Since the 1920s, King’s College London has been a key international centre for Imperial and Global History. This MA course provides you with a core training in global and transnational history, while offering broad scope for personally-tailored interdisciplinary education, as you can choose four optional modules from those offered by any department at King’s College London, or from available MA courses at our London partner institutions (which include UCL, Queen Mary and Royal Holloway).
Leads to doctoral level research and careers in education, journalism, finance, politics and cultural sectors.
This MA course provides you with training in global and transnational history, while offering you the opportunity to pursue a personally-tailored interdisciplinary education, through optional modules offered by any department at King’s College London, or from available MA courses at our London partner institutions. You will also be free to carry out your own research course, and to draw on an exceptional range of expertise within the World History research cluster at King’s, which includes experts on Africa, South Asia, China, Latin America and the Caribbean, Australia, and the Middle East, as well as leading historians of the British Empire, Portuguese Empire, and French Empire.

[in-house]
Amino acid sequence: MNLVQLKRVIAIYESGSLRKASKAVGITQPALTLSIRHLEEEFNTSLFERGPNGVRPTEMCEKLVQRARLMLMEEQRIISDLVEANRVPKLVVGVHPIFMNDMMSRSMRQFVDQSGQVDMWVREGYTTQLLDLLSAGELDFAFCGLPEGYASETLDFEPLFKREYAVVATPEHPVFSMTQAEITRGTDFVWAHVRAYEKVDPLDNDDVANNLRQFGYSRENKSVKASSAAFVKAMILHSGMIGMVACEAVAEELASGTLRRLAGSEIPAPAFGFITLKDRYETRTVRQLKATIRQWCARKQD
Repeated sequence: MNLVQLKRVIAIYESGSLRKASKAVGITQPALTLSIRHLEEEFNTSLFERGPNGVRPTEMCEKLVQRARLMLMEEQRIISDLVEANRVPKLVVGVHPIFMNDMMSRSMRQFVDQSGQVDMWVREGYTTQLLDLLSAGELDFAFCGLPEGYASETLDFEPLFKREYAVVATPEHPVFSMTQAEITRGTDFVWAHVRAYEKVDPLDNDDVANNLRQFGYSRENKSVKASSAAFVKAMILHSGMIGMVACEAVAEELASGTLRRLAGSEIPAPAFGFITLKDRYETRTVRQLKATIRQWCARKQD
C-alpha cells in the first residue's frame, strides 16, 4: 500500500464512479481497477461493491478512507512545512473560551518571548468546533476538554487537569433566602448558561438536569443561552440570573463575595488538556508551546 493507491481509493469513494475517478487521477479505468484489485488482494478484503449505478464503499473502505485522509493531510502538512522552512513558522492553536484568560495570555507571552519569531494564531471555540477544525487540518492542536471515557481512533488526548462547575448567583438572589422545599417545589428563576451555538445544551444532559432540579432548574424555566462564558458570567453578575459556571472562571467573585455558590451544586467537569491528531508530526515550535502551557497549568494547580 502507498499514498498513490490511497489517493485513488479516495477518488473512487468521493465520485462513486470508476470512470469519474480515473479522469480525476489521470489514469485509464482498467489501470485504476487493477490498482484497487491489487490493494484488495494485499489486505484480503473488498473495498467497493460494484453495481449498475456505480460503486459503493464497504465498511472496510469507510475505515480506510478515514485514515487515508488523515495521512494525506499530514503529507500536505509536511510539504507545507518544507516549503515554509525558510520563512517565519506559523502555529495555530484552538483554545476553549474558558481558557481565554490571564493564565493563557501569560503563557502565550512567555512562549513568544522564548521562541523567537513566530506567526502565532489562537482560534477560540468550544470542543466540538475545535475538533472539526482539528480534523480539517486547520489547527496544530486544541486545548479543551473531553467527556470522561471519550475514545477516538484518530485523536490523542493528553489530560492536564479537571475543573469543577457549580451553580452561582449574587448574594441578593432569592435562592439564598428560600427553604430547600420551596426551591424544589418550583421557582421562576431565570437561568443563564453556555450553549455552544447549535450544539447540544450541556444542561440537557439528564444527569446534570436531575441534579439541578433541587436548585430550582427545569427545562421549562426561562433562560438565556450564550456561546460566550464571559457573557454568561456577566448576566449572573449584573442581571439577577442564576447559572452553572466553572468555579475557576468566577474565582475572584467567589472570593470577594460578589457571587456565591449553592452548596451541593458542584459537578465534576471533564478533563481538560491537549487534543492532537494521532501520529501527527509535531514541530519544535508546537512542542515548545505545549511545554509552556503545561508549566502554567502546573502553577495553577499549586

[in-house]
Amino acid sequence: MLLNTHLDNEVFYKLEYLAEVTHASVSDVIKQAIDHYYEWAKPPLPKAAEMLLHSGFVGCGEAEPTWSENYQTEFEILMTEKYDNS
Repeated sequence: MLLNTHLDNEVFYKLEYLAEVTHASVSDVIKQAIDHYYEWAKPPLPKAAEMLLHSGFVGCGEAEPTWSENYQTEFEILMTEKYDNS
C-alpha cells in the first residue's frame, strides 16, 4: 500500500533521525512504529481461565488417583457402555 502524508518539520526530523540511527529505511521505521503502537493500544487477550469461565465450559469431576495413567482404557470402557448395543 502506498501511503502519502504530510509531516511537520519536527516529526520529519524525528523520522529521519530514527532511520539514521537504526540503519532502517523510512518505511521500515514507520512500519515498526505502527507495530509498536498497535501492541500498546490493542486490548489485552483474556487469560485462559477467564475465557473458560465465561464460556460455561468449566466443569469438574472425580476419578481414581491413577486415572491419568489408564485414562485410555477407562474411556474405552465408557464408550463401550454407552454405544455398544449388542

We aim to provide training in the historiographical and technical skills necessary for further study, and also to allow you to develop special expertise in the areas of history and the humanities that attract you. Our course is particularly suitable if you have a clear research interest and are looking to continue in academic study.
If you are a full-time student, we will give you six hours of teaching each week through lectures and seminars, and we will expect you to undertake 34 hours of self-study.
If you are a part-time student, we will give you two to four hours of teaching each week through lectures and seminars in your first year and in your second and we will expect you to undertake 16 hours of self study in your first year and your second.
For the dissertation, we will give you six hours of supervision and we will expect you to undertake 594 hours of self-study both for full-time and part-time students.
Typically, one credit equates to 10 hours of work.
The majority of our modules are assessed through coursework essay, although this may be different for modules in other departments. The required 15,000-word dissertation enables you to research a topic of your choice.
King’s College London is regulated by the Higher Education Funding Council for England.